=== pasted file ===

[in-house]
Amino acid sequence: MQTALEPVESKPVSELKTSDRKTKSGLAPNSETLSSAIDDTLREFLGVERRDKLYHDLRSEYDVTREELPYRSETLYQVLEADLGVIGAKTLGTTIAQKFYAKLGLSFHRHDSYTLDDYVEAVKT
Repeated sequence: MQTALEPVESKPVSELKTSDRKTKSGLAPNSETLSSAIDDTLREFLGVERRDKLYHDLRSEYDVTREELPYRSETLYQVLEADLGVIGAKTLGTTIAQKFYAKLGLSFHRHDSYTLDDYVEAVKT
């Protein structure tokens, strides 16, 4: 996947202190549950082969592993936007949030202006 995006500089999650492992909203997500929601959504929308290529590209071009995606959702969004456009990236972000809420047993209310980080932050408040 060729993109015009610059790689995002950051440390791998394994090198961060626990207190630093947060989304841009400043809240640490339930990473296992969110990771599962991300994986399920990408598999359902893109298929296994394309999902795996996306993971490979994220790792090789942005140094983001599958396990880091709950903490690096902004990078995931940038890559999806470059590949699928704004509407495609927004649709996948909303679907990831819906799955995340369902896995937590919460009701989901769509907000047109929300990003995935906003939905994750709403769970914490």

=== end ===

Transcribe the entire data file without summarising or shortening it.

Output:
[in-house]
Amino acid sequence: MQTALEPVESKPVSELKTSDRKTKSGLAPNSETLSSAIDDTLREFLGVERRDKLYHDLRSEYDVTREELPYRSETLYQVLEADLGVIGAKTLGTTIAQKFYAKLGLSFHRHDSYTLDDYVEAVKT
Repeated sequence: MQTALEPVESKPVSELKTSDRKTKSGLAPNSETLSSAIDDTLREFLGVERRDKLYHDLRSEYDVTREELPYRSETLYQVLEADLGVIGAKTLGTTIAQKFYAKLGLSFHRHDSYTLDDYVEAVKT
């Protein structure tokens, strides 16, 4: 996947202190549950082969592993936007949030202006 995006500089999650492992909203997500929601959504929308290529590209071009995606959702969004456009990236972000809420047993209310980080932050408040 060729993109015009610059790689995002950051440390791998394994090198961060626990207190630093947060989304841009400043809240640490339930990473296992969110990771599962991300994986399920990408598999359902893109298929296994394309999902795996996306993971490979994220790792090789942005140094983001599958396990880091709950903490690096902004990078995931940038890559999806470059590949699928704004509407495609927004649709996948909303679907990831819906799955995340369902896995937590919460009701989901769509907000047109929300990003995935906003939905994750709403769970914490």